Tight Hips, Eh?

👩🏽🧔🏻Happy #THRIVINTHURSDAYS!!!!!

Hip tension is a very common dysfunction that can limit many things. From normal daily activities like picking up your children to higher level activities like rock climbing.

Doesn't matter what you're doing, if you have tension, it can be extremely painful!

Here is a simple test to see if your hips, hamstrings or both are the culprit.

Sit on the floor with your legs out in front of you. We call this "long sitting." Try to stack your body on top of your pelvic floor without rounding your lumbar spine.





Things to think about:

  • Are you able to keep your knees straight and maintain a neutral spine?

  • If so, GREAT!!! Whatever you are doing to maintain happy hips, keep it up!

  • If not, no worries. Just know you should not be sitting for prolonged periods of time because you are already too tight!


Let's dive deeper:


  • While in the long sit position, bend your knees. Can you now achieve a neutral spine with your weight over the pelvic floor? If so, it was likely primarily your hamstring tension that was holding you back from achieving that "good", neutral position. We will show you how to stretch that in the video below!

  • If bending the knees did not help to get you closer to a neutral spine, then you likely have more hip joint tension limiting you. So, mobilizing your femur in the hip socket would be more helpful.

  • Likely, you'll need to do both hamstring and hip mobilizations. So check out the videos!


Standing hamstring stretch:

  1. Start in a standing position with your feet together or at shoulder width apart. Then, with a little bend in the knees, bend forward over your toes while making sure you are not rounding your pelvis or lumbar spine. Keep a straight back. Start to bend and straighten the knees to help to increase the hamstring stretch.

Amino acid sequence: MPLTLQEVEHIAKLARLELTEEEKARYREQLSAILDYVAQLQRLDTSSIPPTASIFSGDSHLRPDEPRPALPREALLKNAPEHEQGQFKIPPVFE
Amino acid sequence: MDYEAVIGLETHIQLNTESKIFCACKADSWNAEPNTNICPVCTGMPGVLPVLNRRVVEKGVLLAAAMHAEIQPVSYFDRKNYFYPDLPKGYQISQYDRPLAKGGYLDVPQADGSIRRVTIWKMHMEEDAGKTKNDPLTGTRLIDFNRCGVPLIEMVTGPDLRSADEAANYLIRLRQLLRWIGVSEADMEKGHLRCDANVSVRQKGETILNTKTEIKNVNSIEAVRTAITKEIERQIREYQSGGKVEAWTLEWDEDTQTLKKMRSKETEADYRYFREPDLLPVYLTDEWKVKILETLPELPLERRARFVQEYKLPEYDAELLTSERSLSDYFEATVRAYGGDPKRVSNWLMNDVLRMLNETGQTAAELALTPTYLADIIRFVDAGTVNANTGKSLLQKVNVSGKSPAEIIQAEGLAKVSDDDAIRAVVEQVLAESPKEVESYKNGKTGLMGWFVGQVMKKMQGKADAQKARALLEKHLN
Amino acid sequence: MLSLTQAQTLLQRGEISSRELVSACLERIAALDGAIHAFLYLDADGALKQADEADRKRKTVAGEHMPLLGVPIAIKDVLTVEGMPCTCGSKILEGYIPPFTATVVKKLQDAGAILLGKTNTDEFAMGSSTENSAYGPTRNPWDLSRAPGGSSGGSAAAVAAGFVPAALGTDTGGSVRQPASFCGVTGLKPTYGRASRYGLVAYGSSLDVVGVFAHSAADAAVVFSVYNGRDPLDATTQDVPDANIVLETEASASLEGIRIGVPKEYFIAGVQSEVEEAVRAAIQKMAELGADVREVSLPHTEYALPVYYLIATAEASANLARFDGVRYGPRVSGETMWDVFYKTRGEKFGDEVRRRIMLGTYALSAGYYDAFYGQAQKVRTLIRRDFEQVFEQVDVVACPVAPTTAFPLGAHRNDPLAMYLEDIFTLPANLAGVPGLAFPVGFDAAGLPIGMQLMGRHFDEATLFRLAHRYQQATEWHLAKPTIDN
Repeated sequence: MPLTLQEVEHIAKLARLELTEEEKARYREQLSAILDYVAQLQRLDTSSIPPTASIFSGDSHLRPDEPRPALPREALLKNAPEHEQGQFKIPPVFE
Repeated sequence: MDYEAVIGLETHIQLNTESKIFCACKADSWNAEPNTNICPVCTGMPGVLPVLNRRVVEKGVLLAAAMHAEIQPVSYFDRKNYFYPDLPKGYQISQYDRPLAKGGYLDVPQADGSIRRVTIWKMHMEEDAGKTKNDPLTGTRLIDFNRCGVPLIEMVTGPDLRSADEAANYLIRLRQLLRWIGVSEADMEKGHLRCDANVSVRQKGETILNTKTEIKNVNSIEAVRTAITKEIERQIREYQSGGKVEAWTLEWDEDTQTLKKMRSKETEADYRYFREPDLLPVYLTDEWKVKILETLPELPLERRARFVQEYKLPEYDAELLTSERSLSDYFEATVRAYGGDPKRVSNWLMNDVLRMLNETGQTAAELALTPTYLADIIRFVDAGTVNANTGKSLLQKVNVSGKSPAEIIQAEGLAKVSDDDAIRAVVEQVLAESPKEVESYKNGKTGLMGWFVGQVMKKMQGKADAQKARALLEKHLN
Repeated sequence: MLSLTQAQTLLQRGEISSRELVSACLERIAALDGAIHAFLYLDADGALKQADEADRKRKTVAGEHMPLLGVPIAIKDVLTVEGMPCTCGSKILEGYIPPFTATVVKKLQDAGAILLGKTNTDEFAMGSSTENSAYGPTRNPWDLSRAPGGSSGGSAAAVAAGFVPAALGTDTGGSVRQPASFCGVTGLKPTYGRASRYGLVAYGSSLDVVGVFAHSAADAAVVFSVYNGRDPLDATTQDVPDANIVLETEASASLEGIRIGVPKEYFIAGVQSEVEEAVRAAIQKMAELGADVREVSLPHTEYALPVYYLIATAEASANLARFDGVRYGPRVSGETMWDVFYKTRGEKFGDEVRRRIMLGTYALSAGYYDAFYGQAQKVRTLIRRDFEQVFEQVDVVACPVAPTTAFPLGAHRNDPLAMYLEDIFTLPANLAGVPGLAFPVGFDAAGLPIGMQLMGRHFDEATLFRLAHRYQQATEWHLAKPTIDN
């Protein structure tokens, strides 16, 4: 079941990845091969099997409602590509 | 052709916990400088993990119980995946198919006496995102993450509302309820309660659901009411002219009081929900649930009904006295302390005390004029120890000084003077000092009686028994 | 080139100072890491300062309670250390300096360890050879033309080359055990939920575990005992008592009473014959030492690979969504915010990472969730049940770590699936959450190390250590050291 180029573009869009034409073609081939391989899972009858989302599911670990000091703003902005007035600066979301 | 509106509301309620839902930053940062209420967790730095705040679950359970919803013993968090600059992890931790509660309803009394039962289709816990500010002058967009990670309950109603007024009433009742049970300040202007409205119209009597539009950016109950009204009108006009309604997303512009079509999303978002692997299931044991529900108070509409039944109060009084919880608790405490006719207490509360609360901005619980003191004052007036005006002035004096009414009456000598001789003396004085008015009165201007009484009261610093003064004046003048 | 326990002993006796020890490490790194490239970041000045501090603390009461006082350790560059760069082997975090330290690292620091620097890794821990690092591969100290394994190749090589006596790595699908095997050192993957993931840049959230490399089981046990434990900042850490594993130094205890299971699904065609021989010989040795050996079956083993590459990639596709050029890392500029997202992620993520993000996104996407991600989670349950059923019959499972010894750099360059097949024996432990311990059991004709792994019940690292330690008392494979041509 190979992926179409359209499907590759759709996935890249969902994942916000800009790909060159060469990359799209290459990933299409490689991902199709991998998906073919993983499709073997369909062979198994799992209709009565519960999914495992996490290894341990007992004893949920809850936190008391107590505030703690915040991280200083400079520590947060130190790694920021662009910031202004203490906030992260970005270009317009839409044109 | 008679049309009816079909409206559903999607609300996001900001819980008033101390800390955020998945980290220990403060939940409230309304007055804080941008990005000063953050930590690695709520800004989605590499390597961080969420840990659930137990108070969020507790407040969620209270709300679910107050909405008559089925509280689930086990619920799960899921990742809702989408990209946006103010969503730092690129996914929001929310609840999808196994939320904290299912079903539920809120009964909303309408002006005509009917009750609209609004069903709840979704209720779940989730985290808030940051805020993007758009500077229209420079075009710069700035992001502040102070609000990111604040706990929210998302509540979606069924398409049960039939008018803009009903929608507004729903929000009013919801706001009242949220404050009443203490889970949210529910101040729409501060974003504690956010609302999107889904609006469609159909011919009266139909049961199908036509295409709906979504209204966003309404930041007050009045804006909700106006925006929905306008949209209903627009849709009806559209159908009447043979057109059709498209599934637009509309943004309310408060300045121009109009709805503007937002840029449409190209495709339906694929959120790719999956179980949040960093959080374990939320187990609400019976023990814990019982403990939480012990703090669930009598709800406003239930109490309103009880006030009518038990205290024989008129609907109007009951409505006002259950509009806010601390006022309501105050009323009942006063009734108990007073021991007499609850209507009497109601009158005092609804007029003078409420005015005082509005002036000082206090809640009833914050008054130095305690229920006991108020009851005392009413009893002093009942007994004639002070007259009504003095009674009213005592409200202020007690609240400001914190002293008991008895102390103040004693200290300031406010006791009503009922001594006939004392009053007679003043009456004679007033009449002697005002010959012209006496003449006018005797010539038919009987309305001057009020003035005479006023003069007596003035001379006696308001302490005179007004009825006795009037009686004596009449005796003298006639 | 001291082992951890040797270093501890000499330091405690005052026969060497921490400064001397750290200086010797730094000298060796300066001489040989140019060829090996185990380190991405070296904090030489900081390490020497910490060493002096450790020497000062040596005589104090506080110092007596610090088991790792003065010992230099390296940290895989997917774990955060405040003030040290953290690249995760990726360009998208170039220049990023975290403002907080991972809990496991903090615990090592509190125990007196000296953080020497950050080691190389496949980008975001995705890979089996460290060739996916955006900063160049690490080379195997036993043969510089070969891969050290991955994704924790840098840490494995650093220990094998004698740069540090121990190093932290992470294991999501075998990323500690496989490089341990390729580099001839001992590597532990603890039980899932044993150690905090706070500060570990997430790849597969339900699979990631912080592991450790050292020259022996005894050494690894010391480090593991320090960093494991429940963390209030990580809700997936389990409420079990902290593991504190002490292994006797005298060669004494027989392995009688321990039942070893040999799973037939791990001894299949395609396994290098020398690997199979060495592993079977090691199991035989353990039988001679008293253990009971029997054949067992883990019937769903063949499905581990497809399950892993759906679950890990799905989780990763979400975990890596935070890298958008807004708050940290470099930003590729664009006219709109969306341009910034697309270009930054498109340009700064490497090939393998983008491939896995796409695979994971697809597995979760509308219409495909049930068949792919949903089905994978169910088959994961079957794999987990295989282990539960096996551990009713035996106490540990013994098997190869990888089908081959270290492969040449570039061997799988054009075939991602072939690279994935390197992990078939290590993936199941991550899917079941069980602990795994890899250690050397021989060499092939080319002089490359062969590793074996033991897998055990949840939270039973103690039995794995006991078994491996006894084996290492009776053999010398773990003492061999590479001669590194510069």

2. Perform this for a couple of minutes.



Hamstring stretch and hip mobilization:


  1. While in standing, get into the exact same position as above but this time you are going to loop a yoga strap and secure one end to the wall at hip height and the other around the front of the hip.

  2. Then walk forward until you feel tension on the yoga strap bend over in the same exact way as above.

  3. This should feel like the yoga strap is pulling the thigh bone backward while also stretching your hamstrings.

Continue to perform these exercises until you can perform a long sit with your body weight over the pelvic floor and maintain a neutral spine. This should significantly help your ability to perform all types of functional movement patterns and, not to mention, help maintain the correct sitting posture.


See ya next week!

Your Physical Therapists (AKA Doctors of Movement), Dr. Snyder & Dr. Mallari

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